How Euro 2020 sponsors are preparing for kick-off

With the start of the Euros fast approaching, some of the key sponsors, including Coca-Cola, Volkswagen and TikTok, explain how their sponsorship strategies have changed due to pandemic delays


Sponsorship of The UEFA European Football Championship usually presents an attractive proposition for businesses wanting to increase brand awareness and reach an engaged and enthusiastic sporting audience. However, the challenges of the past year have made preparations for this summer’s event more difficult than normal.

This has been reflected in the value of sport sponsorship as a whole. The European sport sponsorship industry hit a record high of €30.69bn (£21.7bn) in 2019, but this dropped by 9% in 2020 to €18.42bn (£15.87bn), according to figures compiled by Nielson Sports and the European Sponsorship Association (ESA).

With this decline in value last year, many sponsors will be looking for a greater return on investment in 2021, according to ESA chairman Andy Westlake. But they are see the opportunities being associated with one of the first major sporting event of the summer offers. “Brands are increasingly excited about the return to live experiences and want to be part of this return to normal life,” he says.

With a year-long postponement and frequent changes to the arrangements, communication between the rights holder and sponsors has been crucial. Reflecting on the challenges of the past year, Ricardo Fort, Coca-Cola’s vice-president of global sports and entertainment partnerships until earlier this years, says: “UEFA was very proactive in its communication with everyone and that was incredibly helpful. It gave us time to rethink our plan.”

Fort, who left the fizzy drinks giant in February to start his own sports consulting company, claims that many of the preparations that happen behind the scenes will be “invisible to consumers”. Negotiations between packaged goods companies and supermarkets around promotion windows can take place up to a year and a half in advance of the event. These arrangements represent the biggest return on investment for a sponsor like Coca-Cola, Fort explains.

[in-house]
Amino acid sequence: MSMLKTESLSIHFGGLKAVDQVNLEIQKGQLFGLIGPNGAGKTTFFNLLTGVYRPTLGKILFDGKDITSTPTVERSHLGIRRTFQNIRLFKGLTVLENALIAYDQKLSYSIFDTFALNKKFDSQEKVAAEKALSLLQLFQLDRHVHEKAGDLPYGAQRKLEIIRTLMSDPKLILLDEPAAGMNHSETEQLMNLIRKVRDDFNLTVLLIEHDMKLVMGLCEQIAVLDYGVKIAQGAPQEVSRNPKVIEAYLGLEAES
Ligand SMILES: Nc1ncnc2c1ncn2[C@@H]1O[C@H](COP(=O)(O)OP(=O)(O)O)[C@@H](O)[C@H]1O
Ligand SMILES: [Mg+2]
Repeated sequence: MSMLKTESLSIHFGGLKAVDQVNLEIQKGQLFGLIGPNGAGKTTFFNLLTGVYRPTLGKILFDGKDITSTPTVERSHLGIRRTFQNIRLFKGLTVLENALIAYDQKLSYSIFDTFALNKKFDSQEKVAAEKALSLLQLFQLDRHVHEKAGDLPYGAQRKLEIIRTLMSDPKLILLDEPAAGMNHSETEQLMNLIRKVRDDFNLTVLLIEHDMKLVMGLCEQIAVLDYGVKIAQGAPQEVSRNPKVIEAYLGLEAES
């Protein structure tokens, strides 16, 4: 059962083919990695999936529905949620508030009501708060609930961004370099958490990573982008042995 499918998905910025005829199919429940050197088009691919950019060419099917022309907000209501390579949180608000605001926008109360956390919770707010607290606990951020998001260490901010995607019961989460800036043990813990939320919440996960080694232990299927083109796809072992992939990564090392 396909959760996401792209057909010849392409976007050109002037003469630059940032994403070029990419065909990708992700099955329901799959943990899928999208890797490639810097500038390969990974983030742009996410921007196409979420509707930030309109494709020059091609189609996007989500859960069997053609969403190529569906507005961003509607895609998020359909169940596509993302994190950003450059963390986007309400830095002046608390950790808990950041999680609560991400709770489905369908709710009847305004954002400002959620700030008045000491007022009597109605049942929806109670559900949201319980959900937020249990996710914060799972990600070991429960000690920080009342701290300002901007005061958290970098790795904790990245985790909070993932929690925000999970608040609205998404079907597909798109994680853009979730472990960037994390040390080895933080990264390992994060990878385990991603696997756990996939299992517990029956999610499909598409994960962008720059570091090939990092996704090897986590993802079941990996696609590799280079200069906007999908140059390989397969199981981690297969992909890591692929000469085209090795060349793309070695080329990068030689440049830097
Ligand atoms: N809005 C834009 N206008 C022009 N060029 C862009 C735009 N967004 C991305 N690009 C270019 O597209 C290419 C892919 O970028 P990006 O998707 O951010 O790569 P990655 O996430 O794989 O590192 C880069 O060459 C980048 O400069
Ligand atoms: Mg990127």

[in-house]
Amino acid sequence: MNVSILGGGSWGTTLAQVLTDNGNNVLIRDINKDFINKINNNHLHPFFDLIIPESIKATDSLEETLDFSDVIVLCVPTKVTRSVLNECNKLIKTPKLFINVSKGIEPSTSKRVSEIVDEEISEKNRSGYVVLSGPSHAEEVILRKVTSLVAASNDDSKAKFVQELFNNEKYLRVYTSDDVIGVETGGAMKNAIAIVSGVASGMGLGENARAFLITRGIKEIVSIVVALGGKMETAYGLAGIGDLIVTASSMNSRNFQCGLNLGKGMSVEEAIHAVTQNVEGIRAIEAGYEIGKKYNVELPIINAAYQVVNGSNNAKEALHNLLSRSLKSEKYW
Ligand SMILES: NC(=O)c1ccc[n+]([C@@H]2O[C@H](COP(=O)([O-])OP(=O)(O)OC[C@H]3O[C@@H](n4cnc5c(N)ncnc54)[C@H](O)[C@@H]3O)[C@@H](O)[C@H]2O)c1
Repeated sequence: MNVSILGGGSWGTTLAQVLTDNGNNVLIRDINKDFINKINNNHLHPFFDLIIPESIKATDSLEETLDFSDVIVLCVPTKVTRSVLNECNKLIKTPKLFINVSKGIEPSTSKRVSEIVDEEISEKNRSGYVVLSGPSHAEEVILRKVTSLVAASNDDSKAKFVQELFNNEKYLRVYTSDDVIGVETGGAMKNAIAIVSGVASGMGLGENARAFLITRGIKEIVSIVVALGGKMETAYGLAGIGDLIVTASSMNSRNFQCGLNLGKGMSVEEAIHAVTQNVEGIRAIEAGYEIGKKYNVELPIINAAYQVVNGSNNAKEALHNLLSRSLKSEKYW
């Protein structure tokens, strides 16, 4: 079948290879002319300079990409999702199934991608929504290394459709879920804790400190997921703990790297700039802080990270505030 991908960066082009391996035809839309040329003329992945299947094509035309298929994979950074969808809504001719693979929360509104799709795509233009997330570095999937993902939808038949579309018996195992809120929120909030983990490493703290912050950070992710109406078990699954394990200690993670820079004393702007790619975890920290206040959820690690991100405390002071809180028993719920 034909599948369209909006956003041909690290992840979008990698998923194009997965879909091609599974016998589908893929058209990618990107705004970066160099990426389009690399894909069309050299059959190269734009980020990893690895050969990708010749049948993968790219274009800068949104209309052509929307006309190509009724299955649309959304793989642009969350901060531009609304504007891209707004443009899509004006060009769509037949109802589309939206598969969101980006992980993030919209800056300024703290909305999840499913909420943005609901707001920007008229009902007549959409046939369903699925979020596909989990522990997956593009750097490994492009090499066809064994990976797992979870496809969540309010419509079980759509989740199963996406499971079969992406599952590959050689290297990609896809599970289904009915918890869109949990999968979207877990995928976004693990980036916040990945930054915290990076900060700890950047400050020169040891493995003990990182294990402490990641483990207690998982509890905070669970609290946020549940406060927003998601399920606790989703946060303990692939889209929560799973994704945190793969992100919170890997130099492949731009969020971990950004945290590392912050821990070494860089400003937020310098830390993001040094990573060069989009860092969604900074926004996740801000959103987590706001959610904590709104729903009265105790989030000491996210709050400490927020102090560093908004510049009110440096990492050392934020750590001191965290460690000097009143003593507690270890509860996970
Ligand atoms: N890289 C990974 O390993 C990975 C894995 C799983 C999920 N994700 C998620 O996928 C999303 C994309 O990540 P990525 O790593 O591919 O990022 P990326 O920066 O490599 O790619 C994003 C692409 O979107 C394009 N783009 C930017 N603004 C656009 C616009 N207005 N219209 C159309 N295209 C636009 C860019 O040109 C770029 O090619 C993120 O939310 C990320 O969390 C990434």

“The fan parks and access to the matches themselves is not as important for packaged goods companies because the number of people is limited, whether Covid restrictions are in place or not. However, the supermarket sales of products is a big deal,” he adds.

What’s in a name?

Although the major considerations for companies during the initial phase of the pandemic were around employee safety, supply chain challenges and their ability to continue producing products, Covid-19 was also a cause for concern for sponsorship executives. 

Fort says: “Sponsorships were a secondary issue at the time but my main focus was on how we can protect the rights we hold and the investments the company had already made.” 

One important factor for Fort during this period was the decision to keep the name Euro 2020, despite postponing the date of the football tournament to 2021. “It might look insignificant on the surface,” he says. “But that can make a lot of difference to the marketing work that was already in development. If we have printed 10 million cans with the Euro 2020 logo and it changes, they would have to be written off. Keeping the logo meant they could still use all these cans and simply fill them a year later.”

It could herald a new age in sponsorship activations, demonstrating that you don’t have to be there physically to reach fans